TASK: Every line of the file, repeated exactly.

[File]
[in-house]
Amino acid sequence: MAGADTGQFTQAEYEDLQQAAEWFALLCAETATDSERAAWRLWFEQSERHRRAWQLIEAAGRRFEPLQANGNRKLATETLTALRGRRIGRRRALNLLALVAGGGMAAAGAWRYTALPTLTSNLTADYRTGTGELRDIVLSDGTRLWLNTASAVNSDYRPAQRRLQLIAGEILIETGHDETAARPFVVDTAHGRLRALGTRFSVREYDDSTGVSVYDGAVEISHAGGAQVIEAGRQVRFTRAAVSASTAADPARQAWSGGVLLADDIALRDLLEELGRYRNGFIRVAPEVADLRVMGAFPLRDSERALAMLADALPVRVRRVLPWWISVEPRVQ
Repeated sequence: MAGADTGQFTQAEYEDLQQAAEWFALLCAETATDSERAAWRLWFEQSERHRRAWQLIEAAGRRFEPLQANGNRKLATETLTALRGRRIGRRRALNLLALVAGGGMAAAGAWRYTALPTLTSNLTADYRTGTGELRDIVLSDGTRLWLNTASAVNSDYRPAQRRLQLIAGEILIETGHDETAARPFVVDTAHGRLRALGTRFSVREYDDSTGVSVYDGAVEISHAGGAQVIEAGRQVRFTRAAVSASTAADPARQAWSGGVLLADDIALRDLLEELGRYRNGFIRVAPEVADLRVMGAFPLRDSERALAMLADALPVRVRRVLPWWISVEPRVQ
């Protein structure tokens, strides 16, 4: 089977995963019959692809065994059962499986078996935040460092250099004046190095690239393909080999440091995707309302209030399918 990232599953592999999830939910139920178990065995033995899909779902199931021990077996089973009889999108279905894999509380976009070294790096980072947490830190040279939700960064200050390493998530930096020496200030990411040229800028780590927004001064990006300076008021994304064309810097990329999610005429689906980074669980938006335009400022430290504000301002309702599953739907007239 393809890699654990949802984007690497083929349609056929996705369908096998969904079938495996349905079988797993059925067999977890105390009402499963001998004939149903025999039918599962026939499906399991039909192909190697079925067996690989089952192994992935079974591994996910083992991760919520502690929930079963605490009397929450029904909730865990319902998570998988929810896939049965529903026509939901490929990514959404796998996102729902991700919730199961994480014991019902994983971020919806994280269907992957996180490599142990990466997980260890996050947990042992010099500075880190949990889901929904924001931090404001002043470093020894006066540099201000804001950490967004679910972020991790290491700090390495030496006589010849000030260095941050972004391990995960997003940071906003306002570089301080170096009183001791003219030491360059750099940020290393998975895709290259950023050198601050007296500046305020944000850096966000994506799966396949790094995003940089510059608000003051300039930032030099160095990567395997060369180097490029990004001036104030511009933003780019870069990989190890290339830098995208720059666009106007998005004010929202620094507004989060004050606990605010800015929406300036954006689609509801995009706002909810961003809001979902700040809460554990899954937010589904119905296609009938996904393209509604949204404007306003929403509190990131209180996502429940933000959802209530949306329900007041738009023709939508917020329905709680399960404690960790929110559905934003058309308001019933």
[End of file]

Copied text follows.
[in-house]
Amino acid sequence: MAGADTGQFTQAEYEDLQQAAEWFALLCAETATDSERAAWRLWFEQSERHRRAWQLIEAAGRRFEPLQANGNRKLATETLTALRGRRIGRRRALNLLALVAGGGMAAAGAWRYTALPTLTSNLTADYRTGTGELRDIVLSDGTRLWLNTASAVNSDYRPAQRRLQLIAGEILIETGHDETAARPFVVDTAHGRLRALGTRFSVREYDDSTGVSVYDGAVEISHAGGAQVIEAGRQVRFTRAAVSASTAADPARQAWSGGVLLADDIALRDLLEELGRYRNGFIRVAPEVADLRVMGAFPLRDSERALAMLADALPVRVRRVLPWWISVEPRVQ
Repeated sequence: MAGADTGQFTQAEYEDLQQAAEWFALLCAETATDSERAAWRLWFEQSERHRRAWQLIEAAGRRFEPLQANGNRKLATETLTALRGRRIGRRRALNLLALVAGGGMAAAGAWRYTALPTLTSNLTADYRTGTGELRDIVLSDGTRLWLNTASAVNSDYRPAQRRLQLIAGEILIETGHDETAARPFVVDTAHGRLRALGTRFSVREYDDSTGVSVYDGAVEISHAGGAQVIEAGRQVRFTRAAVSASTAADPARQAWSGGVLLADDIALRDLLEELGRYRNGFIRVAPEVADLRVMGAFPLRDSERALAMLADALPVRVRRVLPWWISVEPRVQ
């Protein structure tokens, strides 16, 4: 089977995963019959692809065994059962499986078996935040460092250099004046190095690239393909080999440091995707309302209030399918 990232599953592999999830939910139920178990065995033995899909779902199931021990077996089973009889999108279905894999509380976009070294790096980072947490830190040279939700960064200050390493998530930096020496200030990411040229800028780590927004001064990006300076008021994304064309810097990329999610005429689906980074669980938006335009400022430290504000301002309702599953739907007239 393809890699654990949802984007690497083929349609056929996705369908096998969904079938495996349905079988797993059925067999977890105390009402499963001998004939149903025999039918599962026939499906399991039909192909190697079925067996690989089952192994992935079974591994996910083992991760919520502690929930079963605490009397929450029904909730865990319902998570998988929810896939049965529903026509939901490929990514959404796998996102729902991700919730199961994480014991019902994983971020919806994280269907992957996180490599142990990466997980260890996050947990042992010099500075880190949990889901929904924001931090404001002043470093020894006066540099201000804001950490967004679910972020991790290491700090390495030496006589010849000030260095941050972004391990995960997003940071906003306002570089301080170096009183001791003219030491360059750099940020290393998975895709290259950023050198601050007296500046305020944000850096966000994506799966396949790094995003940089510059608000003051300039930032030099160095990567395997060369180097490029990004001036104030511009933003780019870069990989190890290339830098995208720059666009106007998005004010929202620094507004989060004050606990605010800015929406300036954006689609509801995009706002909810961003809001979902700040809460554990899954937010589904119905296609009938996904393209509604949204404007306003929403509190990131209180996502429940933000959802209530949306329900007041738009023709939508917020329905709680399960404690960790929110559905934003058309308001019933």